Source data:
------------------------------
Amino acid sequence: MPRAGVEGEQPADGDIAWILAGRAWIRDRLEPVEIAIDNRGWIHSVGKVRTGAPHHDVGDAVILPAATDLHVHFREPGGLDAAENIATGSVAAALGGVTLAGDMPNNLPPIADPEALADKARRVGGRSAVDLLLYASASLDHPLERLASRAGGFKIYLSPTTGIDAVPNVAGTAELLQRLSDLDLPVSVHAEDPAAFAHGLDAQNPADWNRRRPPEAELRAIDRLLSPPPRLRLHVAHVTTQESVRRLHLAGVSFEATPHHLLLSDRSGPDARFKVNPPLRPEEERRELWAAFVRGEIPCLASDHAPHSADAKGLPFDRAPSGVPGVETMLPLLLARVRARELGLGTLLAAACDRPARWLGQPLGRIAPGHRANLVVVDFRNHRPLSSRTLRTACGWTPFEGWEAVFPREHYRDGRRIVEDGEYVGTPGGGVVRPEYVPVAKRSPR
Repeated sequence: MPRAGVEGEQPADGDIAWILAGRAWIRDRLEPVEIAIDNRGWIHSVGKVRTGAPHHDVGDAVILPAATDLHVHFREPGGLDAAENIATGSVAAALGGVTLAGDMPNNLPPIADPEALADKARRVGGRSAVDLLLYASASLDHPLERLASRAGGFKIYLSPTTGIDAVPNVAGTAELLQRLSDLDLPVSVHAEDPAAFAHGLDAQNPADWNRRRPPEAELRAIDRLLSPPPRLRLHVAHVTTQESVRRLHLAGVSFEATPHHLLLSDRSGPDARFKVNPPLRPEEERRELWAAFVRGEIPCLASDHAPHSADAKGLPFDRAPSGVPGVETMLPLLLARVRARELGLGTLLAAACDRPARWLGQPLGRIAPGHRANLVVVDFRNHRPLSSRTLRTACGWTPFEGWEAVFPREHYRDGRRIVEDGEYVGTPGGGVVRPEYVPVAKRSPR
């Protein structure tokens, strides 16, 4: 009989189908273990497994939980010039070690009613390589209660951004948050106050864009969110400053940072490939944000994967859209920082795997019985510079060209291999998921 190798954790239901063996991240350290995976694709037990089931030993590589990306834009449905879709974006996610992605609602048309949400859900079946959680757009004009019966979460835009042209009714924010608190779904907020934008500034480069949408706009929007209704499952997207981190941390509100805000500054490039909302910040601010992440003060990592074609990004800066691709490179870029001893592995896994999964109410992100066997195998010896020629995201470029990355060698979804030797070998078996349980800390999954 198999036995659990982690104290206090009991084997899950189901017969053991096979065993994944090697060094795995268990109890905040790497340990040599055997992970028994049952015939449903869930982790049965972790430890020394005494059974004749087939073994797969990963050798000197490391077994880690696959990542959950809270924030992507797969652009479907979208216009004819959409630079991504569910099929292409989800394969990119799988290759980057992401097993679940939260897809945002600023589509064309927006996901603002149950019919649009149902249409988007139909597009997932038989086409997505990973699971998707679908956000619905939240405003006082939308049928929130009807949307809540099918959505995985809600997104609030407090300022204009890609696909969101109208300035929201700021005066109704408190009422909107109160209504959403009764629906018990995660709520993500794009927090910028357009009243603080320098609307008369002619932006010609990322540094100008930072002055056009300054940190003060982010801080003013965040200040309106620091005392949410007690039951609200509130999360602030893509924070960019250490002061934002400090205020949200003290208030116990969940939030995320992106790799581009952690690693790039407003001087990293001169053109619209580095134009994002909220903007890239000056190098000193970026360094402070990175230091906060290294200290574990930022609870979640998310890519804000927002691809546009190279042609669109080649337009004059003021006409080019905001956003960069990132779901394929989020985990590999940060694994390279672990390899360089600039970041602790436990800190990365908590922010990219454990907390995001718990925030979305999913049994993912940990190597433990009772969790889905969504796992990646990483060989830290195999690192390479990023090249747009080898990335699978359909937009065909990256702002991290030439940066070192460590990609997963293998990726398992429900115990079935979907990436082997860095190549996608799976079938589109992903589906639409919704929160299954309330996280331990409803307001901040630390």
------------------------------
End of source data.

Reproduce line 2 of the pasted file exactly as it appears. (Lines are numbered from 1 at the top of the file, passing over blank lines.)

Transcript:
Repeated sequence: MPRAGVEGEQPADGDIAWILAGRAWIRDRLEPVEIAIDNRGWIHSVGKVRTGAPHHDVGDAVILPAATDLHVHFREPGGLDAAENIATGSVAAALGGVTLAGDMPNNLPPIADPEALADKARRVGGRSAVDLLLYASASLDHPLERLASRAGGFKIYLSPTTGIDAVPNVAGTAELLQRLSDLDLPVSVHAEDPAAFAHGLDAQNPADWNRRRPPEAELRAIDRLLSPPPRLRLHVAHVTTQESVRRLHLAGVSFEATPHHLLLSDRSGPDARFKVNPPLRPEEERRELWAAFVRGEIPCLASDHAPHSADAKGLPFDRAPSGVPGVETMLPLLLARVRARELGLGTLLAAACDRPARWLGQPLGRIAPGHRANLVVVDFRNHRPLSSRTLRTACGWTPFEGWEAVFPREHYRDGRRIVEDGEYVGTPGGGVVRPEYVPVAKRSPR